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July 29, 2011

Situation is ‘bleak’ for Ohio LGBT students, report finds

Cleveland--Less than half of LGBT students in Ohio have access to queer information on their schools’ internet, while over ninety percent reported verbal harassment based on their actual or perceived sexual orientation according to data put out on July 14 by the Gay, Lesbian and Straight Education Network and its chapters in Cincinnati and Northeast Ohio.

The information in the research brief School Climate in Ohio came from the 2009 National School Climate Survey, the sixth biennial such study conducted by GLSEN.

The information in the study is, for lack of a better term, bleak. Less than one in ten LGBT students in Ohio was covered by a comprehensive bullying and harassment policy specifically covering sexual orientation or gender identity and expression, and a similarly small number had an LGBT-inclusive curriculum. Less than two-fifths said that they had access to LGBT-positive library resources at their school.

Over ninety percent of students reported hearing “gay” used as a pejorative, homophobic remarks, disparaging comments on gender expression and sexist remarks. Statements like “That’s so gay” clocked in with 98 percent of students reporting hearing them sometimes, often or frequently. Even with a margin of error of ±6 percent, that means over ninety percent of LGBT students were exposed to those statements.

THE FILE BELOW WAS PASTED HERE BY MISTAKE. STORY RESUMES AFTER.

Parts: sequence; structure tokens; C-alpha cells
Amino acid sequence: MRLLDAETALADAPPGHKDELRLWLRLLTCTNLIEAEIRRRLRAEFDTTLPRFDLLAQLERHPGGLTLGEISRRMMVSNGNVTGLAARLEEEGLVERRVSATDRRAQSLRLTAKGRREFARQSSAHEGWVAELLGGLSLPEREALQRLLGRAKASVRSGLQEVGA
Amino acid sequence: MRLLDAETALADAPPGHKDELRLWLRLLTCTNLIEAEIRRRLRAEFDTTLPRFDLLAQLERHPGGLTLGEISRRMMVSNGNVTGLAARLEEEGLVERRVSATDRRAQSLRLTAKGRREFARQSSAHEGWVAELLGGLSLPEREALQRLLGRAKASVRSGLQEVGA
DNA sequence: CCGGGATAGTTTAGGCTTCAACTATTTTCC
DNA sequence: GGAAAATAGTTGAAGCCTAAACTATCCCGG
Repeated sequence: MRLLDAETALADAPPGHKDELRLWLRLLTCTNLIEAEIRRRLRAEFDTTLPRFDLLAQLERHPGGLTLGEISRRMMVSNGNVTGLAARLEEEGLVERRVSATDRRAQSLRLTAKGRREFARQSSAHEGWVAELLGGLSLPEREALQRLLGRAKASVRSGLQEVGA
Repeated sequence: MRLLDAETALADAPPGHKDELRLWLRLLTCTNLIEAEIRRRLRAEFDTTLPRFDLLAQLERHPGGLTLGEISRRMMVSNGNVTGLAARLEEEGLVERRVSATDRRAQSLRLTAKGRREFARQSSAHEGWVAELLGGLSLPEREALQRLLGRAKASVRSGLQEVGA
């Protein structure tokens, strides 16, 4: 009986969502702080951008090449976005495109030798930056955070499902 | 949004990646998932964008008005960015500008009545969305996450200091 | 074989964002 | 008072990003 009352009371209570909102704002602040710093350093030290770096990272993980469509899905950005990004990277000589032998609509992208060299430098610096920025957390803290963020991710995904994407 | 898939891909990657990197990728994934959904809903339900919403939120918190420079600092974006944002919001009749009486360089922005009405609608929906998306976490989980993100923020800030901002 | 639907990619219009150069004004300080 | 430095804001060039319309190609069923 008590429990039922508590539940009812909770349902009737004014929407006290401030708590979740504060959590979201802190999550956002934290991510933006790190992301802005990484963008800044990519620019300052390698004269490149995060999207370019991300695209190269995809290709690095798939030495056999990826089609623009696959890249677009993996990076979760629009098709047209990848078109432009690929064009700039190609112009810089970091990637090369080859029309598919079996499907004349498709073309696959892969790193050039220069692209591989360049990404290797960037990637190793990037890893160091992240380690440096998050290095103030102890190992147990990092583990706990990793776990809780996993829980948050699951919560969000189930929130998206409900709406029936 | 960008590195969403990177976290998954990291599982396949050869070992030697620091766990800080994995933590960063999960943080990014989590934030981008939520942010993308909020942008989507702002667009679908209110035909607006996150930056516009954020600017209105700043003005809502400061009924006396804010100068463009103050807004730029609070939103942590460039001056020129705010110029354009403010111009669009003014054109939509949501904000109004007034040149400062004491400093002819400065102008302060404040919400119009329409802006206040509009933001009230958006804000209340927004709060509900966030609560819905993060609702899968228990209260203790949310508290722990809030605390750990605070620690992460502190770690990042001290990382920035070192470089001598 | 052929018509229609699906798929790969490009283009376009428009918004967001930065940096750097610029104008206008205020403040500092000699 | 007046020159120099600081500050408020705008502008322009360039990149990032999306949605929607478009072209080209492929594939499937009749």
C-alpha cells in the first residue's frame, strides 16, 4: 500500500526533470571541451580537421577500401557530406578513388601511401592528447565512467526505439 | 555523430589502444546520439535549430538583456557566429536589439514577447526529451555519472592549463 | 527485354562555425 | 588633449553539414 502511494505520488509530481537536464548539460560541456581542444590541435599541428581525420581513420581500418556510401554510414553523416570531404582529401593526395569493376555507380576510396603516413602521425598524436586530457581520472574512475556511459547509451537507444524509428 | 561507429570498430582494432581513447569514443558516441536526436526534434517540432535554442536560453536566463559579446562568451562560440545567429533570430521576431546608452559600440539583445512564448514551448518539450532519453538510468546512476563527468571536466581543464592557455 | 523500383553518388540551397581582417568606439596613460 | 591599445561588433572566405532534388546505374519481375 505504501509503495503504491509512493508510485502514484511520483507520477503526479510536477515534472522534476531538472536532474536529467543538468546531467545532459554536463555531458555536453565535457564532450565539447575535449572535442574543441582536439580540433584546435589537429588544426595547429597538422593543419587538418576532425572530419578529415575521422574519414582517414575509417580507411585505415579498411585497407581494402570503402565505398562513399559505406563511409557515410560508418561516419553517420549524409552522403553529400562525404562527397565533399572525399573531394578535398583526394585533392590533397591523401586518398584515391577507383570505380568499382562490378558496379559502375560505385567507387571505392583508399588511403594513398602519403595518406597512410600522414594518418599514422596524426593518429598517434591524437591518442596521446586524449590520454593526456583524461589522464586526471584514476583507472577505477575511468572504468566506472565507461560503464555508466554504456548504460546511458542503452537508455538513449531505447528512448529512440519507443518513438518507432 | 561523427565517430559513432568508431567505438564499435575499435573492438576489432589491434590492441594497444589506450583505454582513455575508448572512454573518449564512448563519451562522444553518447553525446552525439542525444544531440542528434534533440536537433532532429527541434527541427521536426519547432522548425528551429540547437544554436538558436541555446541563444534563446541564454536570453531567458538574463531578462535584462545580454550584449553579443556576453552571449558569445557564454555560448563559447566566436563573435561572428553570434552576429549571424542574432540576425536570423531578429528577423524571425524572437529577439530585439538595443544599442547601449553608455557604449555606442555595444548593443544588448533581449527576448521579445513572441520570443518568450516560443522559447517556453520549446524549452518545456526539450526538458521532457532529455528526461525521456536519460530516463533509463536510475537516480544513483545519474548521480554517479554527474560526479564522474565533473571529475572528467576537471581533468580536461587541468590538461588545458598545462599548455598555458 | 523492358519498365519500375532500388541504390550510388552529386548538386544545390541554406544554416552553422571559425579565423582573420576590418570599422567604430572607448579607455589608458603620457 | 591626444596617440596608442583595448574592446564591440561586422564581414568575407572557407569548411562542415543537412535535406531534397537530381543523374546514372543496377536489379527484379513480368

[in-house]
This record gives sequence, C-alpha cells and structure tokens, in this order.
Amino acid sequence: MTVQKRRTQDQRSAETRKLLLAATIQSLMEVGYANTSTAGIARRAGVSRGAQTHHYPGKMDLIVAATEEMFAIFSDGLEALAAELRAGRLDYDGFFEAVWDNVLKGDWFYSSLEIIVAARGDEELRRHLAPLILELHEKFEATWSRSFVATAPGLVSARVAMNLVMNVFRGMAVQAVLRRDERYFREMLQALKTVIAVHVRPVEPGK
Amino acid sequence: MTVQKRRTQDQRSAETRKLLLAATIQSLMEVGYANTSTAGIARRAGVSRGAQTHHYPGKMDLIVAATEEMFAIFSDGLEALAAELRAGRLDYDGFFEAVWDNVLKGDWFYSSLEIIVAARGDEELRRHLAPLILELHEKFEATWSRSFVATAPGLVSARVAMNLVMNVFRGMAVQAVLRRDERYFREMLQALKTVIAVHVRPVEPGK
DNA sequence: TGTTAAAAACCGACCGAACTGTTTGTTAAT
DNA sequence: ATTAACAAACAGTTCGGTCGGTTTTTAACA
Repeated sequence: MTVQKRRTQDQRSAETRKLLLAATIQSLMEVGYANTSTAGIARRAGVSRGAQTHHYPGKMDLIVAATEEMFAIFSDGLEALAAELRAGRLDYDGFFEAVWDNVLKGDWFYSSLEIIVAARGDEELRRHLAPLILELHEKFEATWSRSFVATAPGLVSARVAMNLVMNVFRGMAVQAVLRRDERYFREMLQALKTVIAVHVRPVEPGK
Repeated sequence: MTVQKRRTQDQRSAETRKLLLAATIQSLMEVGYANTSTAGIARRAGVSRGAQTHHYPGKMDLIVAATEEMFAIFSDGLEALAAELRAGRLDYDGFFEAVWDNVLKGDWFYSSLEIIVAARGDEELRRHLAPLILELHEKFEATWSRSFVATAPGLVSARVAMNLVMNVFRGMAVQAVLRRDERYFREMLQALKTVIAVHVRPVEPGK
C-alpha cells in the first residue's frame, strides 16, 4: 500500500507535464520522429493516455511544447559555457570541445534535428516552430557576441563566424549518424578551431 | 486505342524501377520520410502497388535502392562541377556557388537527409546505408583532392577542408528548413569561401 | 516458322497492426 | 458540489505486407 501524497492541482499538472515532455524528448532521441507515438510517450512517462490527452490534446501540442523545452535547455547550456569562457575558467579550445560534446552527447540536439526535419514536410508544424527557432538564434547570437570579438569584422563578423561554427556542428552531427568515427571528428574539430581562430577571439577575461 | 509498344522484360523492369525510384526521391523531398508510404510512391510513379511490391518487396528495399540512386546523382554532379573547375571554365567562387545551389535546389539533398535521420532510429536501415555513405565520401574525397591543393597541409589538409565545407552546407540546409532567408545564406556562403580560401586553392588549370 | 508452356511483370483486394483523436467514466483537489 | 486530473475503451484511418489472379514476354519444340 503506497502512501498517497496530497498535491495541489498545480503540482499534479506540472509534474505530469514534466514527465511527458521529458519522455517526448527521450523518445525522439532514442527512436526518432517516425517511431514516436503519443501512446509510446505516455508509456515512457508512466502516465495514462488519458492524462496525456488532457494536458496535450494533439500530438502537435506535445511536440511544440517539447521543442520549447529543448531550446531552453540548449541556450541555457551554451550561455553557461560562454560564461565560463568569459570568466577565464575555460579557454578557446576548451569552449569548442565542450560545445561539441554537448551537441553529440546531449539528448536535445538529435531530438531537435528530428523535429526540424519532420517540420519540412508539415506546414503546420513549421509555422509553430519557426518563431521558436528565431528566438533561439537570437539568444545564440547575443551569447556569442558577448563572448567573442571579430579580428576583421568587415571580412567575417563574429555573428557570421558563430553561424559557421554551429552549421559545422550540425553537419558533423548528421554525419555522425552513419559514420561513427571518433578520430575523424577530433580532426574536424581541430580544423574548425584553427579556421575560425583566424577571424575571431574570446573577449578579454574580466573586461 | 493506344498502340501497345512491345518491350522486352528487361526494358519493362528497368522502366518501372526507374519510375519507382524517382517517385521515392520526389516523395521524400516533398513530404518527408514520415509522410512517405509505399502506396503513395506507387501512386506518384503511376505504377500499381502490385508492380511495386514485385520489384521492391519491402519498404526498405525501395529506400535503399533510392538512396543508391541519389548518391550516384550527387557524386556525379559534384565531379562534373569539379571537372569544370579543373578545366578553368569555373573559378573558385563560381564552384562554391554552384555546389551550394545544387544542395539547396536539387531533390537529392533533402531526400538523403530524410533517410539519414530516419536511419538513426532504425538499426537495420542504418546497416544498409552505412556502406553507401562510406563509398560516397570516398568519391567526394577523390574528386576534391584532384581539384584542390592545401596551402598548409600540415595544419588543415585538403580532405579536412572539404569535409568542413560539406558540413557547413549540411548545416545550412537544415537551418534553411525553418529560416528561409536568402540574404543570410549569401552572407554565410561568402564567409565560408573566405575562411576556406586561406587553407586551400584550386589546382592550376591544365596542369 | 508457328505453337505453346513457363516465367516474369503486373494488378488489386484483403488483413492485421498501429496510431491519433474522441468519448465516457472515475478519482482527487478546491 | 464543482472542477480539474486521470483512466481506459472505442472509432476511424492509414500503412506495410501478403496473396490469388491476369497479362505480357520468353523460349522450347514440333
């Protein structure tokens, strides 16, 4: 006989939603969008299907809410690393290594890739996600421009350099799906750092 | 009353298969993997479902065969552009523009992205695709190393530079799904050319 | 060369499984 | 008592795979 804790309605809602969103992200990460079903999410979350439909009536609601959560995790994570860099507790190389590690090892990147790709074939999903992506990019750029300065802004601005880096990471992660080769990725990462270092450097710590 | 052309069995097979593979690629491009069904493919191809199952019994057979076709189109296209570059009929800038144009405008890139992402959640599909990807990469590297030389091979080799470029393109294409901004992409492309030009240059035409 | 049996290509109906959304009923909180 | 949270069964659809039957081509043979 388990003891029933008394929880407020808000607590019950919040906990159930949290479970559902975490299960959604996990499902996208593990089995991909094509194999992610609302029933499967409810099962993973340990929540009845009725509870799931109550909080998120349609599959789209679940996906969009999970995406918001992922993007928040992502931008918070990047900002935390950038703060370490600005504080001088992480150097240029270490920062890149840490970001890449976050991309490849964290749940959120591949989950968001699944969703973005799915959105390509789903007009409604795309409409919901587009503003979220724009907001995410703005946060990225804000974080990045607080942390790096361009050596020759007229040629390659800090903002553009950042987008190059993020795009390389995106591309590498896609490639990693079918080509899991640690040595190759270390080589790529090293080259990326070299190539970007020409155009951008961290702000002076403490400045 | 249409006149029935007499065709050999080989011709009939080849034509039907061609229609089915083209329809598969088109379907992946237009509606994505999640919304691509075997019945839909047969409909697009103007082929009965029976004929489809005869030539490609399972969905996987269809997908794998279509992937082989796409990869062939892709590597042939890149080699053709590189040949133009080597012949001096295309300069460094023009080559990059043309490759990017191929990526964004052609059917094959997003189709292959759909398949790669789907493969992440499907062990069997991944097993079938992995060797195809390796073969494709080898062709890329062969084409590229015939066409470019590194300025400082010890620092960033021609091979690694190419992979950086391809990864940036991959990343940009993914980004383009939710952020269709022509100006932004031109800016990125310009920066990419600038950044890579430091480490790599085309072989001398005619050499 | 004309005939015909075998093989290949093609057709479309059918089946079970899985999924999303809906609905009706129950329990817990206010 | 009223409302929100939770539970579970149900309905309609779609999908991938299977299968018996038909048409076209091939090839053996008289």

Compared to only two-thirds of LGBT students who reported hearing racist remarks, it seems to indicate that schools do more to fight racism than sexism and homophobia.

While less than half of the students in the survey reported being physically harassed based on actual or perceived sexual orientation, and about a third on gender expression, over ninety percent reported verbal harassment based on sexual orientation and 70 percent based on gender expression.

Around 36 percent of the students were physically assaulted based either on their sexual orientation or gender expression, compared to 8 percent for race or ethnicity and 7 percent for disability.

Gene Ashley, the late chair of GLSEN Northeast Ohio, noted, “Students are clearly saying educators and policymakers are not doing enough to stop anti-LGBT bullying and harassment. Ohio legislators should hear their calls and pass a bullying law that specifically includes anti-LGBT harassment.”

Ohio Reps. Nickie Antonio and Michael Stinziano, representing Cleveland and Columbus respectively, have introduced a bill doing exactly that, although its future is unclear in the Republican-dominated state legislature.

“The new research confirms the harassment we hear about from Ohio youth,” said Patrick Moloughney, co-chair of GLSEN Greater Cincinnati. “That is why we are working with both students and educators to improve the school climate in Southwest Ohio through our speakers bureau, Safe Space trainings and new youth group.”

A month before the school climate survey was released, the U.S. Education Department issued an advisory to schools across the nation, warning them that it was illegal to ban gay-straight alliances from meeting on campus.

“The [Equal Access] Act requires public secondary schools to treat all student-initiated groups equally, regardless of the religious, political, philosophical, or other subject matters discussed at their meetings,” Education Secretary Arne Duncan wrote in the advisory. “Its protections apply to groups that address issues related to LGBT students and matters involving sexual orientation and gender identity, just as they apply to religious and other student groups.”

He also noted that, “It is important to remember . . . that the Equal Access Act’s requirements are a bare legal minimum. I invite and encourage you to go beyond what the law requires in order to increase students’ sense of belonging in the school and help students, teachers, and parents recognize the core values behind our principles of free speech.”




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